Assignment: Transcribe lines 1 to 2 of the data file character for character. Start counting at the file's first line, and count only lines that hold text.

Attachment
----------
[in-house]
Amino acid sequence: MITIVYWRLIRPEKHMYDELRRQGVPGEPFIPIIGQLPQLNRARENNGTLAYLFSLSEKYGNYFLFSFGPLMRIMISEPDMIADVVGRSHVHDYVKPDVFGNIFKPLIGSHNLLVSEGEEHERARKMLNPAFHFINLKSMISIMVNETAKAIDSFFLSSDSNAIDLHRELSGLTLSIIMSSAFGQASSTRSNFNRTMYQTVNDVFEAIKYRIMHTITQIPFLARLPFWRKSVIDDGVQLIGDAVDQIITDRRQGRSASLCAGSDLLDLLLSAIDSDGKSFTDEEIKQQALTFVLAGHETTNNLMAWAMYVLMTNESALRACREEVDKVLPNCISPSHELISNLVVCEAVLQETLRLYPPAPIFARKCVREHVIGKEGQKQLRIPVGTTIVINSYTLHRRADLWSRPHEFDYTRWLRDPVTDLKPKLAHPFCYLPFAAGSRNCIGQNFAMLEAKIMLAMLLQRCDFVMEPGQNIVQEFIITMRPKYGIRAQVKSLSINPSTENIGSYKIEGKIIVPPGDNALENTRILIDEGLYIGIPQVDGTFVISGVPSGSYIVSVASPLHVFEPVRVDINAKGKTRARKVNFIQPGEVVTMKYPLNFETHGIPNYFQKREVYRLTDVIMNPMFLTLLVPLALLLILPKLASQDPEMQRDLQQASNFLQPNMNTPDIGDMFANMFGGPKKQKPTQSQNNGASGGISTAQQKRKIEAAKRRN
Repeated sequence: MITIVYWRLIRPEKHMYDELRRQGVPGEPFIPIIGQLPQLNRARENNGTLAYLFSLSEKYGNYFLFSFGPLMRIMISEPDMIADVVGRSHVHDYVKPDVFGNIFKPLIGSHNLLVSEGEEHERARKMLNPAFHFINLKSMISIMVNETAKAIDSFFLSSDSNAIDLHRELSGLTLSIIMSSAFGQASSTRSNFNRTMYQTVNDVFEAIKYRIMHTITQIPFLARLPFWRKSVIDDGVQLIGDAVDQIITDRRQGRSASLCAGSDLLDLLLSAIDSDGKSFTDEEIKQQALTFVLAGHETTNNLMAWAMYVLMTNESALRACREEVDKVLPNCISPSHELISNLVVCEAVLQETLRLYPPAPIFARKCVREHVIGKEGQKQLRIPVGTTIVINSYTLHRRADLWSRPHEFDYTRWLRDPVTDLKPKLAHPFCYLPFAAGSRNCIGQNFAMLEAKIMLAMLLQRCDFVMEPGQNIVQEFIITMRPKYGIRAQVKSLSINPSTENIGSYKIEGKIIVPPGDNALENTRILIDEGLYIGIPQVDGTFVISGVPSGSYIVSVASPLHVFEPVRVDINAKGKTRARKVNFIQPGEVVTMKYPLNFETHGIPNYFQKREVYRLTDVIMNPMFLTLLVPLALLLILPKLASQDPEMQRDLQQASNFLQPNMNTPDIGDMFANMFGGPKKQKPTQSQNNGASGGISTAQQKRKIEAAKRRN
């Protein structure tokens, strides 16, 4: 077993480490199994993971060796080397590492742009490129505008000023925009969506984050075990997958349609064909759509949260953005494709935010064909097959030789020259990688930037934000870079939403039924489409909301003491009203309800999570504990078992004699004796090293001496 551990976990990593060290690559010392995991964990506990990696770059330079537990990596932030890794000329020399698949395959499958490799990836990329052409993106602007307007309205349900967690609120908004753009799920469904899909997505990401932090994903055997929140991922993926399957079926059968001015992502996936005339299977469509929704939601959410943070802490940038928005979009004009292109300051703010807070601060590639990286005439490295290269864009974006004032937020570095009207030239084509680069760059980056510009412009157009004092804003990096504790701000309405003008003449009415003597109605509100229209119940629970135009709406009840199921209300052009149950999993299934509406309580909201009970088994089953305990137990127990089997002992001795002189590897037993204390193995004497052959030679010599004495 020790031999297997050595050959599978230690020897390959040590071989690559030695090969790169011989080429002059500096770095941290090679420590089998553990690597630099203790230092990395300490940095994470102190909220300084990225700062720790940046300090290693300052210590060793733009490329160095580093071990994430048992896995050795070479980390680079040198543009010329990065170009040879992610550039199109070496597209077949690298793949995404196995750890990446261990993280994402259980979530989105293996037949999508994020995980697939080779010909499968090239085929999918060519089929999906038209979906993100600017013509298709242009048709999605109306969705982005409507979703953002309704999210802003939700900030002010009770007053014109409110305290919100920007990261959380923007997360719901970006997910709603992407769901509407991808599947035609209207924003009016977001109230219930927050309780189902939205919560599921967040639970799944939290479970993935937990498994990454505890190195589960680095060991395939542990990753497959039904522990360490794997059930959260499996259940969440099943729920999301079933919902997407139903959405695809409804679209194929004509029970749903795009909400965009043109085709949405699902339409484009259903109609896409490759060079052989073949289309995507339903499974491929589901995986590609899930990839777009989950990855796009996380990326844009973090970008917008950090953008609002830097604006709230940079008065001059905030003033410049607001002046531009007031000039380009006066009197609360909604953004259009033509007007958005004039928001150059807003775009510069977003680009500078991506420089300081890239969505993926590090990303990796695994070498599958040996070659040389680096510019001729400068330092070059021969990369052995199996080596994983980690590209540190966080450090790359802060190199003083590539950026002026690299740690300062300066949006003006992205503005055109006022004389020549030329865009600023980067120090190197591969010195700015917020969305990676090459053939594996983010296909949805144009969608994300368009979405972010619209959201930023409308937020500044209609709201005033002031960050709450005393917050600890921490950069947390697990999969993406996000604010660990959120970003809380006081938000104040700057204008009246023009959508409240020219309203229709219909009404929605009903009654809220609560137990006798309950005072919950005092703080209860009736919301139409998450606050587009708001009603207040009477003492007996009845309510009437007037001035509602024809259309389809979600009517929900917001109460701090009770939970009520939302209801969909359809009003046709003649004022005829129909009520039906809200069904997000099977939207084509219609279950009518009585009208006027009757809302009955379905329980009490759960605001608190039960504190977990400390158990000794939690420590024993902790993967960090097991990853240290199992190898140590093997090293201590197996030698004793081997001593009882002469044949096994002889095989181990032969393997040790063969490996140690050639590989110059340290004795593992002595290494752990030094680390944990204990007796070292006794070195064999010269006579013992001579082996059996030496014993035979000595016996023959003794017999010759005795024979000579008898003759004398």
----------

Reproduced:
[in-house]
Amino acid sequence: MITIVYWRLIRPEKHMYDELRRQGVPGEPFIPIIGQLPQLNRARENNGTLAYLFSLSEKYGNYFLFSFGPLMRIMISEPDMIADVVGRSHVHDYVKPDVFGNIFKPLIGSHNLLVSEGEEHERARKMLNPAFHFINLKSMISIMVNETAKAIDSFFLSSDSNAIDLHRELSGLTLSIIMSSAFGQASSTRSNFNRTMYQTVNDVFEAIKYRIMHTITQIPFLARLPFWRKSVIDDGVQLIGDAVDQIITDRRQGRSASLCAGSDLLDLLLSAIDSDGKSFTDEEIKQQALTFVLAGHETTNNLMAWAMYVLMTNESALRACREEVDKVLPNCISPSHELISNLVVCEAVLQETLRLYPPAPIFARKCVREHVIGKEGQKQLRIPVGTTIVINSYTLHRRADLWSRPHEFDYTRWLRDPVTDLKPKLAHPFCYLPFAAGSRNCIGQNFAMLEAKIMLAMLLQRCDFVMEPGQNIVQEFIITMRPKYGIRAQVKSLSINPSTENIGSYKIEGKIIVPPGDNALENTRILIDEGLYIGIPQVDGTFVISGVPSGSYIVSVASPLHVFEPVRVDINAKGKTRARKVNFIQPGEVVTMKYPLNFETHGIPNYFQKREVYRLTDVIMNPMFLTLLVPLALLLILPKLASQDPEMQRDLQQASNFLQPNMNTPDIGDMFANMFGGPKKQKPTQSQNNGASGGISTAQQKRKIEAAKRRN